on-the-job training; a tradition followed, much earlier,
by the estimable Bruce Catton.
Pulitzer Prize winning historian and founding editor of
American Heritage entered Oberlin in 1916, where
in journalism's sad-sack tradition he recalled being good
in English but "hopeless" in math. Catton left Oberlin
early, to eventually join the Cleveland Plain Dealer and
a succession of newspapers that carried him to Washington
and his appointment with history. Like fellow dropout
Raymond Gram Swing, he later earned a honorary Oberlin
degree. And, like Swing, Catton retained an Oberlin heart.
In 1962, both men resigned in protest from Washington's
elite Cosmos Club when the club refused to admit Carl
Rowan as its first black member.
historian and journalist both, Catton knew the potential
that today's reporters are still struggling to fulfill.
He deserves the last word, fraught with both promise and
of sight," Catton once said, "somewhere, something great
is moving. When the reporter or the historian does his job
faithfully, now and then we get a glimpse of it."
IN A DAY'S WORK
journalism school. Though its journalism classes are
strictly ExCo, Oberlin has produced many journalists
who are now fighting for air time, ink, and, perhaps,
the future of their still-beloved profession.
are names above the fold. Long-time reporter and commentator
Carl Rowan '47 last November received the National
Press Club's Fourth Estate Award for lifetime achievement
in journalism. Robert Krulwich '69 is an Emmy winner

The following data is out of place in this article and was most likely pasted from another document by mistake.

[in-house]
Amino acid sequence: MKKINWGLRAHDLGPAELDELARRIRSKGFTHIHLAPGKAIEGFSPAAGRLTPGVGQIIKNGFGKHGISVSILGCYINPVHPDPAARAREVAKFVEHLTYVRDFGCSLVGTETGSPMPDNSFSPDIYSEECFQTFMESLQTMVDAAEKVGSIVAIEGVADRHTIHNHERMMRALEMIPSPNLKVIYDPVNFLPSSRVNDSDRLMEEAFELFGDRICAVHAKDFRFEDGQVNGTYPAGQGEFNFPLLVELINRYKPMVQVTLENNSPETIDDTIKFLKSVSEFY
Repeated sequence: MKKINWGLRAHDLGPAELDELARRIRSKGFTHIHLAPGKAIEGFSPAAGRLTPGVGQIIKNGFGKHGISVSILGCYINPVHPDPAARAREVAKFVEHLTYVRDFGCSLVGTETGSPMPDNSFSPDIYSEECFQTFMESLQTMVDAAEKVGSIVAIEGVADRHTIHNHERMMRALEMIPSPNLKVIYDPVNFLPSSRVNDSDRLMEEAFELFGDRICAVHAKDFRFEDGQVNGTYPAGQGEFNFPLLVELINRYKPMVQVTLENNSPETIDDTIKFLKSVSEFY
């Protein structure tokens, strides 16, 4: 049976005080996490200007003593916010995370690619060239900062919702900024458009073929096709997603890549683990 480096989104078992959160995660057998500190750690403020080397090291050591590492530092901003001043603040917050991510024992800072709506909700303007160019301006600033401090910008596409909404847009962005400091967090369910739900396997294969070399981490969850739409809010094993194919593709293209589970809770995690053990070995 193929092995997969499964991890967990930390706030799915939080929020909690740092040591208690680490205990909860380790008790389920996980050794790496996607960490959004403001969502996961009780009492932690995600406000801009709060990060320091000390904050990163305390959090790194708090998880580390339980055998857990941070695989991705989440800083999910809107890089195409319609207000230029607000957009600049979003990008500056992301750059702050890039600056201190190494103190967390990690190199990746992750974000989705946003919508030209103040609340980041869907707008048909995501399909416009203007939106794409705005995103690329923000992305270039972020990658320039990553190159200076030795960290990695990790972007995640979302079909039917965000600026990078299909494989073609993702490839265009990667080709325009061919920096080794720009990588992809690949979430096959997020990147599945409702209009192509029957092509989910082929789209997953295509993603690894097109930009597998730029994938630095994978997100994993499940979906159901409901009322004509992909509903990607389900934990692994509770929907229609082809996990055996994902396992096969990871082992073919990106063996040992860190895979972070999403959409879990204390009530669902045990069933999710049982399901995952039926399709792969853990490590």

who playfully juggles ideas as an ABC correspondent.
Adam Moss '79, initially hired by the august New
York Times to vivify its Sunday sections, is now
top editor of the influential New York Times Magazine.
Robert Kuttner '65 founded and edits The American
Prospect, a monthly progressive magazine of high
repute, and writes a nationally syndicated column.
Matlack '74 of Business Week moved from Moscow
to Paris last year with that most evocative of job
titles, foreign correspondent. Pulitzer Prize finalist
Dennis Redmont '62 oversees the Associated Press's
coverage of Italy and the Mediterranean, while Frank
Bajak '79 is another AP newsman with global experience.
lures many Oberlin journalists. Michael Duffy '80
runs the Washington bureau for TIME magazine;
one of his TIME colleagues, Philip Elmer-Dewitt
'71, is a senior editor at the magazine's New York
City headquarters. Bob Drogin '73 globe-trotted as
a foreign correspondent for The Los Angeles Times
before settling into the paper's Washington bureau.
All the Washington-based reporters keep their office
TVs tuned to CNN, where Beth Anne Fouhy '83 is producer
of the high-profile political unit. From the West
Coast, Jennifer Siebens '72 works
the airwaves for CBS.
also means, as some call it, the back of the book:
culture, the arts, sports. Pulitzer Prize winner
Michael Dirda '70 explores literature and the world
of ideas as The Washington Post's book critic.
Susie Linfield '76 served as the Post's arts
editor and is now book critic with The Los Angeles
Times and a journalism professor at New York
University. Jane Pratt '84 founded and is chief
editor of the sassily eponymous women's magazine
that's entitled, simply, Jane, and that flashes
headlines like "3,000 of Your Wildest Sex Confessions."
Kim France '87 is editor-at-large for a slick magazine
with a slightly different lifestyle audience, Spin,
while Dade Hayes '93 serves up the Hollywood scoops
as a staff writer at Variety.
of Oberlin grads likewise call themselves journalists,
of one sort or another. Their stories, too, deserve
recognition; but, perhaps, that's why God created
Letters to the Editor.
Doyle is a reporter in the Washington bureau of McClatchy
Newspapers. He can be reached at firstname.lastname@example.org.